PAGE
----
That rain never came, and according to industry experts and officials at the USDA, conditions are now set to intensify and worsen.

As of this week, nearly half of the nation’s corn crop was rated poor to very poor, according to the USDA’s National Agricultural Statistics Service. About 37 percent of the U.S. soybeans were lumped into that category, while nearly three-quarters of U.S. cattle acreage is in drought-affected areas, the survey showed.
The potential financial fallout in the nation’s midsection appears to be intensifying. The latest weekly Mid-America Business Conditions Index, released Wednesday, showed that the ongoing drought and global economic turmoil is hurting business in nine Midwest and Plains states, boosting worries about the prospect of another recession, according to the report.
Creighton University economist Ernie Goss, who oversees the index, said the drought will hurt farm income while the strengthening dollar hinders exports, meaning two of the most important positive factors in the region’s economy are being undermined.

Food supplies across the country – for animals and humans – are literally drying up.
This will undoubtedly lead to significant food price increases across the entire spectrum of the American diet – meat, grain, dairy, vegetables and fruit.


Tom Chatham of Project Chesapeake writes:

Corn and soybean meal are staples in animal feed and the rising prices and drought conditions are forcing farmers and ranchers to sell off their herds for slaughter. This will cause a glut in the market over the short term and you may see lower meat prices as a result but this will only be temporary. By next year the prices of meat will rise as the supply of livestock reaches multi decade lows. Supply and demand will push prices higher as a result.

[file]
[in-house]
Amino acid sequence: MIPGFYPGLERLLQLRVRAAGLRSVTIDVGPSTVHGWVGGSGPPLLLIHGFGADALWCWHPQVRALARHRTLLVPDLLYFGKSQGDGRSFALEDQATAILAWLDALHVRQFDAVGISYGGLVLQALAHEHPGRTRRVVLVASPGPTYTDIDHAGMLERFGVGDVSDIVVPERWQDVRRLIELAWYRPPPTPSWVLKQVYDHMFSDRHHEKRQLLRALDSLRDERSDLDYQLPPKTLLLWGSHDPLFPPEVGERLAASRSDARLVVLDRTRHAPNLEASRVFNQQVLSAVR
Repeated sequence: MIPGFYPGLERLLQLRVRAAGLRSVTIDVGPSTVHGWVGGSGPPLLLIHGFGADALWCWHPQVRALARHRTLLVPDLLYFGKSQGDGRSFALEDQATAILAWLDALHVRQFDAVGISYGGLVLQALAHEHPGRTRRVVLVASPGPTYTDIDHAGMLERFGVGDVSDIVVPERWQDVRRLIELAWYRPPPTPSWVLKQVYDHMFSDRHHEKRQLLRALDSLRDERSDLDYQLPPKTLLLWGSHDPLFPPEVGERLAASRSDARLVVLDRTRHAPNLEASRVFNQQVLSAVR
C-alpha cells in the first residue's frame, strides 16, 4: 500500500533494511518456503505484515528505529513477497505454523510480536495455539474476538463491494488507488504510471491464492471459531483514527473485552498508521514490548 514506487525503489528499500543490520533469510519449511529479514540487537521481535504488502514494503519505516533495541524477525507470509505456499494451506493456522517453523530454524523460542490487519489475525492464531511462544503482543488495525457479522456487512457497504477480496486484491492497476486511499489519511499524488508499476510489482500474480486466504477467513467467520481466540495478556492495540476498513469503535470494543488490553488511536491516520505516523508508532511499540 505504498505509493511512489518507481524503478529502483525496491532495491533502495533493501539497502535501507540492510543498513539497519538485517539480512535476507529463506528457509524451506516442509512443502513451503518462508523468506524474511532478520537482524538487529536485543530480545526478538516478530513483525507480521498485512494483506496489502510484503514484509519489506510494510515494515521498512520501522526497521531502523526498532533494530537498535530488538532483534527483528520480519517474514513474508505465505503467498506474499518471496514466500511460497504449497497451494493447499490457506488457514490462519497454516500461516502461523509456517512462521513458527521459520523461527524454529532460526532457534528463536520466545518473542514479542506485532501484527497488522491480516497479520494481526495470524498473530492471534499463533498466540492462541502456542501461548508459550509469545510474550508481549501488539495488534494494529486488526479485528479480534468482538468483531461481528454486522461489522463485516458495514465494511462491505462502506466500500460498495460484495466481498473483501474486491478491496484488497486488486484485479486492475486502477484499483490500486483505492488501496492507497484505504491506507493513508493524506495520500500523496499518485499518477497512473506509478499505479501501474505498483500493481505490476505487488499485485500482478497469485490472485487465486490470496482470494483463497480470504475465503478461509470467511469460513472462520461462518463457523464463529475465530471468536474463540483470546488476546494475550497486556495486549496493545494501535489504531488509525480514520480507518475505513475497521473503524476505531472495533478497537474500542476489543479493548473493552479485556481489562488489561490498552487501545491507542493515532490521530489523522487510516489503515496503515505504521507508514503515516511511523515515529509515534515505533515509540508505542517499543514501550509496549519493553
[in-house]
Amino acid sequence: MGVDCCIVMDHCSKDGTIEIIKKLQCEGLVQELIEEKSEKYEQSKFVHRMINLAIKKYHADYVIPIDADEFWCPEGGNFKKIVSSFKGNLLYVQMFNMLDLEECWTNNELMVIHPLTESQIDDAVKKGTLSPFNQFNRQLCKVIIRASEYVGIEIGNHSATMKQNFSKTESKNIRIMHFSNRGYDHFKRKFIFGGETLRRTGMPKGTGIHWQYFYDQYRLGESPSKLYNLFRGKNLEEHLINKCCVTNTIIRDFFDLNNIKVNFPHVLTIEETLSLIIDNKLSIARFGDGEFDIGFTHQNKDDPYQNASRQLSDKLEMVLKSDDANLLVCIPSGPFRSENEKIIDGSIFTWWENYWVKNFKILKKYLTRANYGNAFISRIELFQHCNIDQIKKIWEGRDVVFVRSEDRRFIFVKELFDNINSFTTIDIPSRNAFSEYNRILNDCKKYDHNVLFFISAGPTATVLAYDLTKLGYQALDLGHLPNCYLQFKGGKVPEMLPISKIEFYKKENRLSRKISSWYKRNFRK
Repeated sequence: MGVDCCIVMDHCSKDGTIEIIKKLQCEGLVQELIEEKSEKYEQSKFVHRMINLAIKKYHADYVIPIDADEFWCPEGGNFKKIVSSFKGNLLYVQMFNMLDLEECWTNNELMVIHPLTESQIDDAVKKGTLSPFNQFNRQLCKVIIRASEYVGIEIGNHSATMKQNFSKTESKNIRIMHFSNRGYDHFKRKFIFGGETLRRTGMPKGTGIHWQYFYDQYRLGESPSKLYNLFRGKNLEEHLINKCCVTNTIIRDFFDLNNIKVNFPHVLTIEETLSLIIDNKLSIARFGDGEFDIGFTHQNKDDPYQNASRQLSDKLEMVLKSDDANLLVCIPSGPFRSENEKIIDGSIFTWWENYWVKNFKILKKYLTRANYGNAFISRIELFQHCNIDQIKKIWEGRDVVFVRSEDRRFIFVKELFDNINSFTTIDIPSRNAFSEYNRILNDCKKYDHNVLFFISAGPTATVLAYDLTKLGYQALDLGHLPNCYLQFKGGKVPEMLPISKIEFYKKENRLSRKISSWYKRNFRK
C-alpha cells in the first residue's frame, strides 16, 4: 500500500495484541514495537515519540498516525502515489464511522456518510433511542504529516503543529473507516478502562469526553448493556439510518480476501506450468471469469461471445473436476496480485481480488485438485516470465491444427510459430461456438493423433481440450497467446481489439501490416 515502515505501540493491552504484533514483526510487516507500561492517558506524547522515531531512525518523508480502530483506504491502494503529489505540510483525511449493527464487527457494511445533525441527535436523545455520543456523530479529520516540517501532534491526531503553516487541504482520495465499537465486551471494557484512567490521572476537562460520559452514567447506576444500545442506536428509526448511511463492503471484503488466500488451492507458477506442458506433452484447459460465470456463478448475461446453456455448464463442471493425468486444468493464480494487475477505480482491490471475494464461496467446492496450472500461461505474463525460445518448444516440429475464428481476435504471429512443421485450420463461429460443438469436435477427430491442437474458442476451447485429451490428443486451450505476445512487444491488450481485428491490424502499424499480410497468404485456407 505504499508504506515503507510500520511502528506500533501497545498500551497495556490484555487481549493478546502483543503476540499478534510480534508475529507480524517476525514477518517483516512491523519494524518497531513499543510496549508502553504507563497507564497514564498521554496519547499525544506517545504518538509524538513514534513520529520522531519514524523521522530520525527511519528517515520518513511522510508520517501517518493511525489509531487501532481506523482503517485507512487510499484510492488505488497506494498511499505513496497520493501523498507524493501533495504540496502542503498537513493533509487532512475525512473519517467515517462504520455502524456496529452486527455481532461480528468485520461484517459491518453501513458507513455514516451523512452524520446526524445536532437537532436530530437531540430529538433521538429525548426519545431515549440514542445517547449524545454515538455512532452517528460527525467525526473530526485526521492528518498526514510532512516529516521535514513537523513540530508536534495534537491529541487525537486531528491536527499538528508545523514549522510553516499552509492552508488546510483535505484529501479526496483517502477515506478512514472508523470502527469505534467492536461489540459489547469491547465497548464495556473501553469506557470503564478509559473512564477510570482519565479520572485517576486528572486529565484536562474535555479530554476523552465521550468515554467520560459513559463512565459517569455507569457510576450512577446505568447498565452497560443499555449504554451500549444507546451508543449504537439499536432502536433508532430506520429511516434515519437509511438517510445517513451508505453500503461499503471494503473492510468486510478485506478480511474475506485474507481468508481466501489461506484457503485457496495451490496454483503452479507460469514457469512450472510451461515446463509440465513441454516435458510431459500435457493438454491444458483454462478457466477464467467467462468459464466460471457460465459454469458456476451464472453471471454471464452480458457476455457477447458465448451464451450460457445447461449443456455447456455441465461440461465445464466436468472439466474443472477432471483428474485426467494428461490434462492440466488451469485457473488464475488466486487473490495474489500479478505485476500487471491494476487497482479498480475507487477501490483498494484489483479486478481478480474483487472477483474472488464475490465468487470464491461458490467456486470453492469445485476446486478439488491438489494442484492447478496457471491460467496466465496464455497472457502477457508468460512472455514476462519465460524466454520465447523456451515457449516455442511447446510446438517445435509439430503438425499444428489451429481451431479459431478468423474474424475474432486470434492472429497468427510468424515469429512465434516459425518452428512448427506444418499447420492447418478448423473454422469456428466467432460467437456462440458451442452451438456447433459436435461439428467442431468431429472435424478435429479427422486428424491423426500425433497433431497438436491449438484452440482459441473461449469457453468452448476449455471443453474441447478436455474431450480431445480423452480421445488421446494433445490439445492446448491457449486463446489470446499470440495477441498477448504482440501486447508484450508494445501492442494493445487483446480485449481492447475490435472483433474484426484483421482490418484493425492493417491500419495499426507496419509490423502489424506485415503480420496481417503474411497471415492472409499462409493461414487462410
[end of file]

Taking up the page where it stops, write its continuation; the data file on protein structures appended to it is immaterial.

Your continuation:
Larry Pope, chief executive of Smithfield Foods has recently given a dire warning. “Beef is simply going to be too expensive to eat. Pork is not going to be too far behind. Chicken is catching up fast.” 

He also stated that government regulations are going to make things even worse. Almost 40% of the U.S corn crop goes to make ethanol fuel. Pope said, “Its almost a government- mandated disaster here, which is distressing”.
He warned that meat prices will rise by “significant double digits“.

For those with the ability to do so, we recommend putting away foods that your family eats regularly, and planning for at least a three to six month window of upward price pressure. Tess Pennington offers some drought preparedness tips:

The price increases will be dramatic. Expect to see fewer grocery store sales, especially those great “loss leaders” we all love to take advantage of.